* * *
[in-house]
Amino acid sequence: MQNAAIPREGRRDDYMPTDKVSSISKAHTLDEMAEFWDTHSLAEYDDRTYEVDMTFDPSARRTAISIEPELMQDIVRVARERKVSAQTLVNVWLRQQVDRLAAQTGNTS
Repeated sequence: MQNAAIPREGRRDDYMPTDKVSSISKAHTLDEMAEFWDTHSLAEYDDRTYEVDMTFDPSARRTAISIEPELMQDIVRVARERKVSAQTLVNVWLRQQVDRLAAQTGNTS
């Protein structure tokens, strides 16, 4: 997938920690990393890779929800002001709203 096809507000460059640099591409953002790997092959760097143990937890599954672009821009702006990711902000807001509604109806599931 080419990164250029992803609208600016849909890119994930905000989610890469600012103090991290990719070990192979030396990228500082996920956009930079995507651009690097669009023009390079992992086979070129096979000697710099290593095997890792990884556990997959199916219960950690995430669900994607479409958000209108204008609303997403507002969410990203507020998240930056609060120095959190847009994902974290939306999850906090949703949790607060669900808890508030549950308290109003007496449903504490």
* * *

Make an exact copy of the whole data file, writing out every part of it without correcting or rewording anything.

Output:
[in-house]
Amino acid sequence: MQNAAIPREGRRDDYMPTDKVSSISKAHTLDEMAEFWDTHSLAEYDDRTYEVDMTFDPSARRTAISIEPELMQDIVRVARERKVSAQTLVNVWLRQQVDRLAAQTGNTS
Repeated sequence: MQNAAIPREGRRDDYMPTDKVSSISKAHTLDEMAEFWDTHSLAEYDDRTYEVDMTFDPSARRTAISIEPELMQDIVRVARERKVSAQTLVNVWLRQQVDRLAAQTGNTS
């Protein structure tokens, strides 16, 4: 997938920690990393890779929800002001709203 096809507000460059640099591409953002790997092959760097143990937890599954672009821009702006990711902000807001509604109806599931 080419990164250029992803609208600016849909890119994930905000989610890469600012103090991290990719070990192979030396990228500082996920956009930079995507651009690097669009023009390079992992086979070129096979000697710099290593095997890792990884556990997959199916219960950690995430669900994607479409958000209108204008609303997403507002969410990203507020998240930056609060120095959190847009994902974290939306999850906090949703949790607060669900808890508030549950308290109003007496449903504490």